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Re: [Xen-devel] How to Stop scheduler

To: Pankaj Parakh <me.pankajparakh@xxxxxxxxx>, "xen-devel@xxxxxxxxxxxxxxxxxxx" <xen-devel@xxxxxxxxxxxxxxxxxxx>
Subject: Re: [Xen-devel] How to Stop scheduler
From: George Dunlap <george.dunlap@xxxxxxxxxxxxx>
Date: Wed, 11 Nov 2009 11:48:12 +0000
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The purpose of schedule_lock in schedule_data is to prevent race conditions when accessing schedule_data.

A prerequisite for being able to do any work in Xen is knowing:
* What a race condition is
* How spinlocks work
* How to use spinlocks (and other synchronization techniques) to avoid data races
* How to avoid introducing deadlock conditions when using spinlocks

Your question makes it seem like you're not familiar with the above concepts. I suggest you spend some time learning about them first, and then come back to your work with Xen. It's especially important that you have worked through several examples to develop an "instinct" for what kinds of things might be data races and what might cause deadlock. Data races and deadlock are both incredibly difficult to debug, and the scheduler is particularly prone to both.


Pankaj Parakh wrote:
Any answers plzz??

 Also is what schedule_lock in schedlue_data is for ??
 I tried to use it thinking it'll stop further scheduling, but it hangs
 my machine and the function doesnot proceed after that.. is something
 else I have to do to pause scheduling in XEN.

On Tue, Nov 10, 2009 at 12:18 PM, Pankaj Parakh
<me.pankajparakh@xxxxxxxxx> wrote:
 How to disable softirq in Xen, if I want that no function should be
 able to raise SCHEDULE_SOFTIRQ, how can I do that??

 > On Thu, Nov 5, 2009 at 3:25 PM, George Dunlap
 > <George.Dunlap@xxxxxxxxxxxxx> wrote:
 >> I assume you mean, once you've paused current(), how do you get into
the scheduler to actually get it off the cpu?

In Linux, you can call schedule() because each process has its own
kernel stack allocated to it; the stack "remembers" where each process
was in the kernel, so you can return from schedule() at the same place
in the kernel once you're scheduled again.

Xen only has one stack per cpu, so it cannot keep track of where *in
the hypervisor* a vcpu is that gets scheduled out.  Therefore, you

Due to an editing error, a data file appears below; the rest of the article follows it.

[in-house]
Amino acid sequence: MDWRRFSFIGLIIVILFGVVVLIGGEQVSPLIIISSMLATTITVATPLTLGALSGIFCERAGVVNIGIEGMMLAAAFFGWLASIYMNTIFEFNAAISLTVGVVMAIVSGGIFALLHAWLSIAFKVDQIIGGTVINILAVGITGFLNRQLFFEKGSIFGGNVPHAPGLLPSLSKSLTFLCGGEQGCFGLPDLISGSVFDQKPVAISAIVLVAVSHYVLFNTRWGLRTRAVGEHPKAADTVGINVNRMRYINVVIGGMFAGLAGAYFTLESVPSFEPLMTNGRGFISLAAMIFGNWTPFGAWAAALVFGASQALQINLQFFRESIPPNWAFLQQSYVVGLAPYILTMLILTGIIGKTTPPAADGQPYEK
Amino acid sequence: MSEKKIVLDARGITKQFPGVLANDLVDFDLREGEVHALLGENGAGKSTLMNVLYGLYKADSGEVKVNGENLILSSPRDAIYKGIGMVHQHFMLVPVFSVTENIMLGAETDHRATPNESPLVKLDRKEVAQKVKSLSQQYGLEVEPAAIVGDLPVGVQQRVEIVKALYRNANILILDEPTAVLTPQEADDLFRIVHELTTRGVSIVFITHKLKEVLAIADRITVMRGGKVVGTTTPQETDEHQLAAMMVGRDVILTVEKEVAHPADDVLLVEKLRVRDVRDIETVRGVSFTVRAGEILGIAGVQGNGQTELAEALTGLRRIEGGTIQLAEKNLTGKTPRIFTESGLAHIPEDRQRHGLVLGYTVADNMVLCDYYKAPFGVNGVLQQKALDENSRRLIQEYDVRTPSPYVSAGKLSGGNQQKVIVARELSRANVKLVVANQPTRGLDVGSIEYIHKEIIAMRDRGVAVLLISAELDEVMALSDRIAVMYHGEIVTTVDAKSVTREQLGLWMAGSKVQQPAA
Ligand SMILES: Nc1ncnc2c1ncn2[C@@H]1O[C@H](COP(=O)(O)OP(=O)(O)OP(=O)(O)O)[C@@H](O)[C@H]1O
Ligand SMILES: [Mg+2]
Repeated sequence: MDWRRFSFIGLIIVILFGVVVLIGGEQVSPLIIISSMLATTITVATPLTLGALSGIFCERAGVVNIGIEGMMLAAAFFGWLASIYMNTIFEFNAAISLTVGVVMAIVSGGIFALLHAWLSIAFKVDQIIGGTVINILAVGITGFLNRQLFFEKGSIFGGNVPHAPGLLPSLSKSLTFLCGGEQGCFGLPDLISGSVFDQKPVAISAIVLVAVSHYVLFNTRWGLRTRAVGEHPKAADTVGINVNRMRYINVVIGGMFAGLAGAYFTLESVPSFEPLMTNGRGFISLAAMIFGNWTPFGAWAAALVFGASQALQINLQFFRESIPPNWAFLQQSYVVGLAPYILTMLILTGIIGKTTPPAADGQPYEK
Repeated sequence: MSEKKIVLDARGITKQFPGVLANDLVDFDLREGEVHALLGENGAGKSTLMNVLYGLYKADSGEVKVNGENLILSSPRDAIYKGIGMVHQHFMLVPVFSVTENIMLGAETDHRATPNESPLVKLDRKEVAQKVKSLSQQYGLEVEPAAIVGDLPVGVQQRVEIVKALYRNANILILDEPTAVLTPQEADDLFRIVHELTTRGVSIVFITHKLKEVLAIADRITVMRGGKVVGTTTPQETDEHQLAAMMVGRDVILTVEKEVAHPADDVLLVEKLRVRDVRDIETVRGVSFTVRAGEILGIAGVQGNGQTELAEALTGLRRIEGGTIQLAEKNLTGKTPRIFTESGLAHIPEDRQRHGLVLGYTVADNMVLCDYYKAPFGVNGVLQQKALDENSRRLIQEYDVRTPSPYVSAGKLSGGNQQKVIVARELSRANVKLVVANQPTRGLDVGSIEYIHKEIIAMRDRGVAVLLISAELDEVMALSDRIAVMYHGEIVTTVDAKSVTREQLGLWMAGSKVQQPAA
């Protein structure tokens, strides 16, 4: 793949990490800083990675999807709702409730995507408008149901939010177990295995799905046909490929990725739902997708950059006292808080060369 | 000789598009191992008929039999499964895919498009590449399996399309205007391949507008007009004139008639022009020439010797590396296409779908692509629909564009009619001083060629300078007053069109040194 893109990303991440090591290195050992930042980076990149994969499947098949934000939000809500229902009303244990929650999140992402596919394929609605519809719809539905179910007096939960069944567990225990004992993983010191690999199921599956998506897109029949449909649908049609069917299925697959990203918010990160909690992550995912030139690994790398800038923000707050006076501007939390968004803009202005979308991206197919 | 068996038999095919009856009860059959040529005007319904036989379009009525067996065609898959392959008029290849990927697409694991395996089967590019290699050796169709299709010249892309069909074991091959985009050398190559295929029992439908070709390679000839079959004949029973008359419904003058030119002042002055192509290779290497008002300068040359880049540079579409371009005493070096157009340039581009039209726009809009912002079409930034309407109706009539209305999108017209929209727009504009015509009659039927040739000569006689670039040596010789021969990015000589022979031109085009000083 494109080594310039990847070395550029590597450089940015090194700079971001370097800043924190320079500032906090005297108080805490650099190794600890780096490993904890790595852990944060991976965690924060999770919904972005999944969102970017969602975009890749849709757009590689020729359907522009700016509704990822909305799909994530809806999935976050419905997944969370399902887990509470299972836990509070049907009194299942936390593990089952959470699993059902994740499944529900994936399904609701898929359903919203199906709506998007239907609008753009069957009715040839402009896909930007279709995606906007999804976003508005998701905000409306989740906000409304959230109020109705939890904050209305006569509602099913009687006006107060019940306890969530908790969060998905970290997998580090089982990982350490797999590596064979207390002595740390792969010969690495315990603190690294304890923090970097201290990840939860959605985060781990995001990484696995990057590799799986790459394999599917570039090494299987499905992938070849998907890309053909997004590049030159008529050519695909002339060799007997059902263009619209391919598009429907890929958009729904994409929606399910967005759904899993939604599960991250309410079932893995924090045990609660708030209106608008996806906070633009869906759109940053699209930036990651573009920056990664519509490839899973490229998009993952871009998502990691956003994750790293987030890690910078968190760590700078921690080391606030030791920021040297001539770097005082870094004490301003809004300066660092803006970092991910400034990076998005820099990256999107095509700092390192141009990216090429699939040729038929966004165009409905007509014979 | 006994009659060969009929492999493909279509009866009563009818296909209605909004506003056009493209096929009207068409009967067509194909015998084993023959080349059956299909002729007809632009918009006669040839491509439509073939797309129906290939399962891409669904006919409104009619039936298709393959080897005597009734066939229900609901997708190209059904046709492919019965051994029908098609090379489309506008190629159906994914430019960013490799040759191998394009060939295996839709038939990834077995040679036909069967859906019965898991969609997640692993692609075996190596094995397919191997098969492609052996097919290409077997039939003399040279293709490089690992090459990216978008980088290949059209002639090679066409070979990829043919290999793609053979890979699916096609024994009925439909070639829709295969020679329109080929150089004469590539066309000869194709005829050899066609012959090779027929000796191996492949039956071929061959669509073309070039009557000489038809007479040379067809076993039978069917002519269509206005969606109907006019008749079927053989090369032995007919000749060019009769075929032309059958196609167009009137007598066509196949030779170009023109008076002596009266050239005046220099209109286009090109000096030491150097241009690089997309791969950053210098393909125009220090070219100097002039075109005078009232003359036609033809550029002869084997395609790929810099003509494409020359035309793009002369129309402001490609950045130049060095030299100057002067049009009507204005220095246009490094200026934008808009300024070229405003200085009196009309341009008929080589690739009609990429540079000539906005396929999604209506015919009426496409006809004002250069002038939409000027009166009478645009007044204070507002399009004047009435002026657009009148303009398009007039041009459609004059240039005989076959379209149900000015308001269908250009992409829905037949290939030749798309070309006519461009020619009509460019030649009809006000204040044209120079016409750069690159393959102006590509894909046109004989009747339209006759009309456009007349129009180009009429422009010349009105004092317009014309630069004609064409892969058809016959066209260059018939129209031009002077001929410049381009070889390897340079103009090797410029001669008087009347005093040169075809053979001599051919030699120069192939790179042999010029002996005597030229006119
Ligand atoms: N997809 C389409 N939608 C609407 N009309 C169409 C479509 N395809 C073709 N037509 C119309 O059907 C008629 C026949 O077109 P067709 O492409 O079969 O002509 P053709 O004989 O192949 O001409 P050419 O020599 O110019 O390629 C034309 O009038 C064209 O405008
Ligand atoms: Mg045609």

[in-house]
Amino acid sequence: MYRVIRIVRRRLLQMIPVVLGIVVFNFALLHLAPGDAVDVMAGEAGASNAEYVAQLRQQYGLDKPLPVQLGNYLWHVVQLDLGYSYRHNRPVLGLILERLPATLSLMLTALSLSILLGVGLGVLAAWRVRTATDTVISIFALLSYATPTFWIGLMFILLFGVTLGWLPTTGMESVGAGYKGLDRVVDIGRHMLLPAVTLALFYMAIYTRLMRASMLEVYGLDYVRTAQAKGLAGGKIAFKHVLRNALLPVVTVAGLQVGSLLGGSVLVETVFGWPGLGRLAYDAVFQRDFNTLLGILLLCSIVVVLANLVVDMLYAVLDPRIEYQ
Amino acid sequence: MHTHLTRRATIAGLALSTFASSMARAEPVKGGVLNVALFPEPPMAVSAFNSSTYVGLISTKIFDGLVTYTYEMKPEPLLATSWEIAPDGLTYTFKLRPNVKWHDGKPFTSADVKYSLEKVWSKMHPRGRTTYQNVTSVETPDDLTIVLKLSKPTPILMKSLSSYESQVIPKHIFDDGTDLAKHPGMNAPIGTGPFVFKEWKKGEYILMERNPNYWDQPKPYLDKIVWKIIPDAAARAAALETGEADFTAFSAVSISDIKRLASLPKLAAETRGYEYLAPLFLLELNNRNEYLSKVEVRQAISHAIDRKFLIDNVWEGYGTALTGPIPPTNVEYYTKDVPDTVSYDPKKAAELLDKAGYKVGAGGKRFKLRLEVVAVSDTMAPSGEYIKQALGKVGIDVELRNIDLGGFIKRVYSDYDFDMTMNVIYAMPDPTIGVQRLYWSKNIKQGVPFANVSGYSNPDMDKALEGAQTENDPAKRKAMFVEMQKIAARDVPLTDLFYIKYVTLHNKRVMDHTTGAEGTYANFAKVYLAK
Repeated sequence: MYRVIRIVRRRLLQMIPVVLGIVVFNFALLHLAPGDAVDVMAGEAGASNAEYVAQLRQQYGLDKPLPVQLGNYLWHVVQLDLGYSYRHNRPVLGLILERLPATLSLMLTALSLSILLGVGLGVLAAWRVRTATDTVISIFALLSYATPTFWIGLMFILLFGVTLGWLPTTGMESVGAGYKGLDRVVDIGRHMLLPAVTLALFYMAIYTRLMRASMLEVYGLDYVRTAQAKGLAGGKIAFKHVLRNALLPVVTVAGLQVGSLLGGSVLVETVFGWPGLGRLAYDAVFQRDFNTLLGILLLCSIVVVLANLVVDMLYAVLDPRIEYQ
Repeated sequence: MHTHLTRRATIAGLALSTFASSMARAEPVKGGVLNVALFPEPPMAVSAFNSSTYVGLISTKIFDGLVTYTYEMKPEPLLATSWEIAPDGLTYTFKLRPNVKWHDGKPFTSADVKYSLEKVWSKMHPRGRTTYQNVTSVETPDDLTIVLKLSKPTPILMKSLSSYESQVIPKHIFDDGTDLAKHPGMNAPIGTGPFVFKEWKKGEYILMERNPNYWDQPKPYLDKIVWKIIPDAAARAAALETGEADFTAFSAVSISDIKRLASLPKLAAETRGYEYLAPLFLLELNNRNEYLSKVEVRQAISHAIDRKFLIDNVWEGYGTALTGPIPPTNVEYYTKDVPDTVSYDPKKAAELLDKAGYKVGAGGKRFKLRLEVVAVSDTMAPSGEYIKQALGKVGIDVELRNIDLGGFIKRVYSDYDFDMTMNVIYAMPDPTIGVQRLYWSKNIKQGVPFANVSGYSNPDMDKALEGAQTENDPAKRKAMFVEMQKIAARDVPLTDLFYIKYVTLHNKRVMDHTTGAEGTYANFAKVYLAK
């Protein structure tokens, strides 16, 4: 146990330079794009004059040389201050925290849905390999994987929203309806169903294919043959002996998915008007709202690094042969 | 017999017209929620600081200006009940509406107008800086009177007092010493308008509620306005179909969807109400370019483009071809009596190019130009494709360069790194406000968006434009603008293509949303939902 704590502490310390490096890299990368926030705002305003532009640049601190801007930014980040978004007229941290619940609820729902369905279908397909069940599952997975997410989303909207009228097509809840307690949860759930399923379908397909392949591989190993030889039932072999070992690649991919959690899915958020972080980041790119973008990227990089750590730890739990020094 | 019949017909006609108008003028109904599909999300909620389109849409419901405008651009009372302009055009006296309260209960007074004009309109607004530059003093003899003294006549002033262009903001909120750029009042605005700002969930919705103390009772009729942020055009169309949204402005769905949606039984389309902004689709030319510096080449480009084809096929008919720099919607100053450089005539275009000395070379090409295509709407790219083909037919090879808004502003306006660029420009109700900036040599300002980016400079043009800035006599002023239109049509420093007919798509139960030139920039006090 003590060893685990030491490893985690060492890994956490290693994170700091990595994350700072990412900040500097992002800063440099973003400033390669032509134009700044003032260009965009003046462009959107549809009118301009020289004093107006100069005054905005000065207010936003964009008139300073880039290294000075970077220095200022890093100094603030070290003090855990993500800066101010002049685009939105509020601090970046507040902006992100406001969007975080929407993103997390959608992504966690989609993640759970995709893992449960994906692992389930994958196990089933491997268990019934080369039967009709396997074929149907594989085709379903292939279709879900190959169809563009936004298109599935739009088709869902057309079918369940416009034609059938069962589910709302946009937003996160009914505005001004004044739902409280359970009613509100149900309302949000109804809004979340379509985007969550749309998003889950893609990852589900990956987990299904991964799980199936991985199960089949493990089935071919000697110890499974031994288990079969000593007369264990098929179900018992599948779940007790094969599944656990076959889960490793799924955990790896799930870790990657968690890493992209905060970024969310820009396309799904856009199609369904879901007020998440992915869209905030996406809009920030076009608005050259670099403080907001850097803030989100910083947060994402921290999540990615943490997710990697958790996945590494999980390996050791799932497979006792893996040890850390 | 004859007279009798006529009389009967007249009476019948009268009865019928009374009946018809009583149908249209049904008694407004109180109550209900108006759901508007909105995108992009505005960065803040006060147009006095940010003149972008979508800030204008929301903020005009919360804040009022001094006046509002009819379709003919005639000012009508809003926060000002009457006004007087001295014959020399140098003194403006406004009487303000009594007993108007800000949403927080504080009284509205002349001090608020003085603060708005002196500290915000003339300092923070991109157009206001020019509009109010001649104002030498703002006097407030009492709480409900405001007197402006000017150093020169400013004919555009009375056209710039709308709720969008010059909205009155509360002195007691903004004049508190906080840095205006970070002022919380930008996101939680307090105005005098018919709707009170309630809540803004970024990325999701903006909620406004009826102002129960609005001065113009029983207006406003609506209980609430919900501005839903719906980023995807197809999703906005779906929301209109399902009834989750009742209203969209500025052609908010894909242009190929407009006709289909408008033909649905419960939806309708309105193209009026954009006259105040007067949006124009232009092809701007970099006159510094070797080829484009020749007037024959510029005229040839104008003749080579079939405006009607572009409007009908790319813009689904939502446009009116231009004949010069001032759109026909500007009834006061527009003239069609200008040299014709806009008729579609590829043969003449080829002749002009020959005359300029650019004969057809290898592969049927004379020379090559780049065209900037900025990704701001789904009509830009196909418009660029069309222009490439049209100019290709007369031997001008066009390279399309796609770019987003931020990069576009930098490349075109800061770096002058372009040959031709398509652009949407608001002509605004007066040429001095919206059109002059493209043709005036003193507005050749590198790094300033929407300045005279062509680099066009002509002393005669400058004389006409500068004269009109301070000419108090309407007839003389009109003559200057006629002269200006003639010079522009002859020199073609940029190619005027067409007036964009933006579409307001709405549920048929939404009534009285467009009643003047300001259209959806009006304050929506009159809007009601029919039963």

can't call schedule() directly, as it would throw away the stack.  You
must raise SCHEDULE_SOFTIRQ on the current cpu, and then return back
to the guest.  On the way out, the softirq will call schedule() and
switch to another vcpu if necessary.  (It will only schedule the idle
process if there are no runnable vcpus.)

grep for SCHEDULE_SOFTIRQ to see examples of how this is used in Xen.


On Thu, Nov 5, 2009 at 12:43 AM, Pankaj Parakh
<me.pankajparakh@xxxxxxxxx> wrote:
How can I schedule idle vcpu voluntarily without using schedule() ??
Is there any function for it already defined, or do I have to follow
some steps.. ??

On Wed, Nov 4, 2009 at 5:09 PM, George Dunlap
<George.Dunlap@xxxxxxxxxxxxx> wrote:
On Wed, Nov 4, 2009 at 5:59 AM, Pankaj Parakh <me.pankajparakh@xxxxxxxxx> wrote:
If I take domain_update_lock for  a domain, what will happen to its
interrupts for IO completions or any other type..??
And will it be scheduled if I hold that lock..??
Have you looked at the interrupt delivery / IO completion path, or the
scheduler path, to see if those are affected by the

Xen is a bit of a twisted web; sometimes you just have to follow a web
of logic around to find out what you're looking for; then, once you've
come to a conclusion, test it by writing some code.

For the scheduling question, you might start with looking at vcpu_runnable().


On Wed, Nov 4, 2009 at 11:08 AM, Pankaj Parakh <me.pankajparakh@xxxxxxxxx>
So is that means there will be no interrupt loss, and also clock in
the paused domain will be in right and expected time.. ??

On Wed, Nov 4, 2009 at 12:41 AM, George Dunlap
<george.dunlap@xxxxxxxxxxxxx> wrote:
If you call vcpu_pause(), it atomically increments a counter in the vcpu
struct.  While that counter is non-zero, the vcpu *will not* be
interrupts or no.  Interrupts will be delivered when it's scheduled


Pankaj Parakh wrote:
 If I pause a vcpu/domain using those functions, say if a domain's I/O
request over then its interrupt will raise and it can restart its
scheduling rite..?? How this interrupts are/ can be queued so that
when the vcpu is in pause state, it should nat change its state and
when it come back to wait state, those interrupt will not be lost..

On Tue, Nov 3, 2009 at 5:18 PM, George Dunlap
<George.Dunlap@xxxxxxxxxxxxx> wrote:

Do you mean that you want to stop one specific vcpu / domain from
being scheduled?

If so, you're looking for the following functions:
vcpu_pause(), vcpu_unpause()
domain_pause(), domain_unpause().

They're defined in xen/common/domain.c.


On Mon, Nov 2, 2009 at 9:02 PM, Pankaj Parakh

Hi All,

I am working on a project wherein I wanted to stop the scheduling
activity in hypervisor through 'generic' part of scheduler, I have
confusion as to what all things I need to mask/stop for disabling
hypervisor to schedule any vcpu untill I want.

Issues which I can think are about I/O waits or Zombie VCPUs. But how
to tackle them... I dont know..

I wanted to know what all responsibility the generic scheduler holds
in hypervisor,

Any type of info or pointer can be useful.

Pankaj Parakh

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Pankaj Parakh

Pankaj Parakh

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Pankaj Parakh

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